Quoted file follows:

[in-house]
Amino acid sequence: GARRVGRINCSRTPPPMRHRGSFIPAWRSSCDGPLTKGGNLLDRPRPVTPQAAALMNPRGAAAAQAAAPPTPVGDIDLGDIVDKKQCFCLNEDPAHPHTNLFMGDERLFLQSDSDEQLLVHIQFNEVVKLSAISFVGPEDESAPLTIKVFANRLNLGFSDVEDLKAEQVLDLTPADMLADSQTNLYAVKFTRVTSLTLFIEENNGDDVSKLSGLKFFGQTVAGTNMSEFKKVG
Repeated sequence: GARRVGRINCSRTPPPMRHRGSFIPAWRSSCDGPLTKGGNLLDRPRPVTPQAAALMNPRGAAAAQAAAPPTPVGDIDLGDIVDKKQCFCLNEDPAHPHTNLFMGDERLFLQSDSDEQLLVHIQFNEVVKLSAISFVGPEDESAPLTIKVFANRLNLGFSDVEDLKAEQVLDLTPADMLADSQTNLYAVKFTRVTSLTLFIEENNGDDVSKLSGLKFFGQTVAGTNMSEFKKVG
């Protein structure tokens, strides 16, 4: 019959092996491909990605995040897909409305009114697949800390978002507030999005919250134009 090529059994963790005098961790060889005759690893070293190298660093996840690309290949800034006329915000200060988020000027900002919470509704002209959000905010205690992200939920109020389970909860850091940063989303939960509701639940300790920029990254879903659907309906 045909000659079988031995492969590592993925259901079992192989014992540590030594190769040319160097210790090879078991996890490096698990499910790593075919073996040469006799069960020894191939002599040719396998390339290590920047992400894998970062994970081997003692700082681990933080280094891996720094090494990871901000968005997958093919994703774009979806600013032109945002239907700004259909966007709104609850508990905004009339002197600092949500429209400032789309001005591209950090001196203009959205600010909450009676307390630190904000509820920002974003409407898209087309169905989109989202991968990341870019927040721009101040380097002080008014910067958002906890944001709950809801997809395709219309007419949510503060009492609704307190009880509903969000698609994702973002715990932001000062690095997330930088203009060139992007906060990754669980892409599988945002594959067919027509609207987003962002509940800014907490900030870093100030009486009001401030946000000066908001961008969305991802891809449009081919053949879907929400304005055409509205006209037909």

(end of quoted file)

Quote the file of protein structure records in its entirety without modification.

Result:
[in-house]
Amino acid sequence: GARRVGRINCSRTPPPMRHRGSFIPAWRSSCDGPLTKGGNLLDRPRPVTPQAAALMNPRGAAAAQAAAPPTPVGDIDLGDIVDKKQCFCLNEDPAHPHTNLFMGDERLFLQSDSDEQLLVHIQFNEVVKLSAISFVGPEDESAPLTIKVFANRLNLGFSDVEDLKAEQVLDLTPADMLADSQTNLYAVKFTRVTSLTLFIEENNGDDVSKLSGLKFFGQTVAGTNMSEFKKVG
Repeated sequence: GARRVGRINCSRTPPPMRHRGSFIPAWRSSCDGPLTKGGNLLDRPRPVTPQAAALMNPRGAAAAQAAAPPTPVGDIDLGDIVDKKQCFCLNEDPAHPHTNLFMGDERLFLQSDSDEQLLVHIQFNEVVKLSAISFVGPEDESAPLTIKVFANRLNLGFSDVEDLKAEQVLDLTPADMLADSQTNLYAVKFTRVTSLTLFIEENNGDDVSKLSGLKFFGQTVAGTNMSEFKKVG
């Protein structure tokens, strides 16, 4: 019959092996491909990605995040897909409305009114697949800390978002507030999005919250134009 090529059994963790005098961790060889005759690893070293190298660093996840690309290949800034006329915000200060988020000027900002919470509704002209959000905010205690992200939920109020389970909860850091940063989303939960509701639940300790920029990254879903659907309906 045909000659079988031995492969590592993925259901079992192989014992540590030594190769040319160097210790090879078991996890490096698990499910790593075919073996040469006799069960020894191939002599040719396998390339290590920047992400894998970062994970081997003692700082681990933080280094891996720094090494990871901000968005997958093919994703774009979806600013032109945002239907700004259909966007709104609850508990905004009339002197600092949500429209400032789309001005591209950090001196203009959205600010909450009676307390630190904000509820920002974003409407898209087309169905989109989202991968990341870019927040721009101040380097002080008014910067958002906890944001709950809801997809395709219309007419949510503060009492609704307190009880509903969000698609994702973002715990932001000062690095997330930088203009060139992007906060990754669980892409599988945002594959067919027509609207987003962002509940800014907490900030870093100030009486009001401030946000000066908001961008969305991802891809449009081919053949879907929400304005055409509205006209037909």